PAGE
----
CISA issues advisory warning of critical vulnerabilities in Airspan Networks Mimosa

Updated: The vulnerabilities go all the way up to 10 on the CVSS severity score.
Written by Charlie Osborne, Contributing Writer

CISA has warned of critical vulnerabilities in Airspan Networks Mimosa, some of which have earned CVSS severity score ratings of 10, the highest possible. 

When security vulnerabilities are severe, and the products they impact are popular or critical to the operations of key industries, the US Cybersecurity and Infrastructure Security Agency (CISA) will often issue advisories to make sure they reach the attention of IT administrators and security staff. 

On Thursday, CISA issued such an advisory for Airspan Networks Mimosa. Mimosa devices are offered to industrial and enterprise players for point-to-multipoint (PTMP) network deployment.

Seven vulnerabilities have been included in the advisory, detailing bugs earning themselves CVSS v3 base scores ranging from 6.5 to 10.0.

The Airspan Networks products impacted by the vulnerabilities are the Mimosa Management Platform (MMP) prior to v1.0.3; PTP C-series devices running firmware prior to v2.8.6.1, and both PTMP C-series and A5x devices running firmware below v2.5.4.1. The vulnerabilities have been resolved in later versions.

Also: Operation EmailThief: Zero-day XSS vulnerability in Zimbra email platform revealed

Noam Moshe of Claroty reported the security issues, which are said to be exploitable remotely and with low attack complexity. 

"Successful exploitation of these vulnerabilities could allow an attacker to gain user data (including organization details) and other sensitive data, compromise Mimosa's AWS cloud EC2 instance and S3 buckets and execute unauthorized remote code on all cloud-connected Mimosa devices," CISA says.

The vulnerabilities are below:

  • CVE-2022-21196 (CVSS 10.0): An improper authorization flaw caused by failures to conduct authentication checks across multiple API routes, leading to denial-of-service, information leaks, and remote code execution (RCE).
  • CVE-2022-21141 (CVSS 10.0): Additional failures to perform authorization checks on API functions, leading to the same attack vectors.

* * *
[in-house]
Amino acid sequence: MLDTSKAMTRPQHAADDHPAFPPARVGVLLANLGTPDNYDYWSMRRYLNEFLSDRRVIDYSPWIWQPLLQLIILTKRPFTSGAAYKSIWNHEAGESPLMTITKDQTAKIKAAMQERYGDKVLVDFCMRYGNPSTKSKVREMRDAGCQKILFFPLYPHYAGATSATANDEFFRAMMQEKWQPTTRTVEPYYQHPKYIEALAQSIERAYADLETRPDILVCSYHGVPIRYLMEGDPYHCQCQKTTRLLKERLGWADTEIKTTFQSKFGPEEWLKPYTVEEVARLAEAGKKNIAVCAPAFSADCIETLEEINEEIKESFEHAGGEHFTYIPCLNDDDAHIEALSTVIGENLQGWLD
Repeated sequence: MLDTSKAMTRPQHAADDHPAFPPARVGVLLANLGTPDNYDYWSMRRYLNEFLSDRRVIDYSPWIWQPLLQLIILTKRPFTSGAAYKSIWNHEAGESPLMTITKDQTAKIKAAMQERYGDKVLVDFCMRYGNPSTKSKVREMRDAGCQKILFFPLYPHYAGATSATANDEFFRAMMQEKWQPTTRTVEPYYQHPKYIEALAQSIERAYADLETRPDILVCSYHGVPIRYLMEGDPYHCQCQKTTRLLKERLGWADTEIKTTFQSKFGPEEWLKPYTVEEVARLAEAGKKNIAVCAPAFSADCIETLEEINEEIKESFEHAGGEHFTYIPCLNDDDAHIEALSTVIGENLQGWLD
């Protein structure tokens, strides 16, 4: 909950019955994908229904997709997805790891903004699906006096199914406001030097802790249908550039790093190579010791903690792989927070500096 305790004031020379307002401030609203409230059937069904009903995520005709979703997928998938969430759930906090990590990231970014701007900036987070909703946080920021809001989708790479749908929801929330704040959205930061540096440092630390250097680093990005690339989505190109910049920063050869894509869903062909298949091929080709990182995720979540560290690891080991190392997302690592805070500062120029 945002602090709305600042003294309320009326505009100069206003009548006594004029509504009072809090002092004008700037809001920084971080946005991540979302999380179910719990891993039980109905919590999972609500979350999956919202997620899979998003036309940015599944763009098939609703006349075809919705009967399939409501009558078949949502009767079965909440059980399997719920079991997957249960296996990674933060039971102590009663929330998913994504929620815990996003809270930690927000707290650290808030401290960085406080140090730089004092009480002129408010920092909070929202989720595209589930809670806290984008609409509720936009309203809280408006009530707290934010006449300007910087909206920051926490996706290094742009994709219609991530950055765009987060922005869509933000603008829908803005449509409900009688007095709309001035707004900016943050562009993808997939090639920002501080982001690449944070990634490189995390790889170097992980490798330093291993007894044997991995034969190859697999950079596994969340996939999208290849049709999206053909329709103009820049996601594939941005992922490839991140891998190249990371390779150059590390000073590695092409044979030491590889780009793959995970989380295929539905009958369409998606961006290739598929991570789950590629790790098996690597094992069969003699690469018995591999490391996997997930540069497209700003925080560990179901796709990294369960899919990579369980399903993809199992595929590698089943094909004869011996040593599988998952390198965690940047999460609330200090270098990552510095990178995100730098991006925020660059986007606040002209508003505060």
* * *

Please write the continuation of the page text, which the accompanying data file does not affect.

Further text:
• CVE-2022-21215 (CVSS 10.0): A server-side request forgery (SSRF) flaw that can be exploited by an attacker to force a server to grant access to backend APIs. 
  • CVE-2022-21176 (CVSS 8.6): The improper neutralization of elements in SQL commands. A lack of user input sanitization could lead to SQL injections and data leaks. 
  • CVE-2022-0138 (CVSS 7.5): A deserialization function doesn't validate or check data input properly, allowing arbitrary classes to be created. 
  • CVE-2022-21143 (CVSS 9.8): User input is not properly sanitized in some areas, giving attackers the opportunity to execute arbitrary commands. 
  • CVE-2022-21800 (CVSS 6.5): The product line uses the MD5 algorithm for password hashing but fails to salt the hash, causing a higher risk of sensitive data being susceptible to cracking attempts. 

There is no evidence that the vulnerabilities have been exploited in the wild. Airspan Networks recommends that customers upgrade to MMP v.1.0.4 or later, PTP C5x/C5c (v2.90 or later), and PTMP C-series/A5x v.2.9.0 or later. 

In January, CISA updated its Known Exploited Vulnerabilities catalog with 13 new vulnerabilities. In total, nine had a remediation date of February 1, and four have a remediation date of July 18. 

The bugs include a command injection flaw in the System Information Library for node.js, a Drupal unrestricted file upload issue, and command injection vulnerabilities in the Nagios XI operating system.

Update 6.2, 8.36am GMT: Airspan Networks Mimosa told ZDNet:

"The issue was identified in August 2021 by a security vulnerability research team, and reported to Airspan via our Security Incident Response Team (SIRT) procedures. 

We immediately addressed and rapidly resolved these issues via firmware and software updates to our user's devices, servers, and Airspan's cloud platforms -- through the proper channel via the CISA announcement and Airspan rectification response. [...] All systems were fixed months ago and users provided with the vulnerability information in the subsequent releases."

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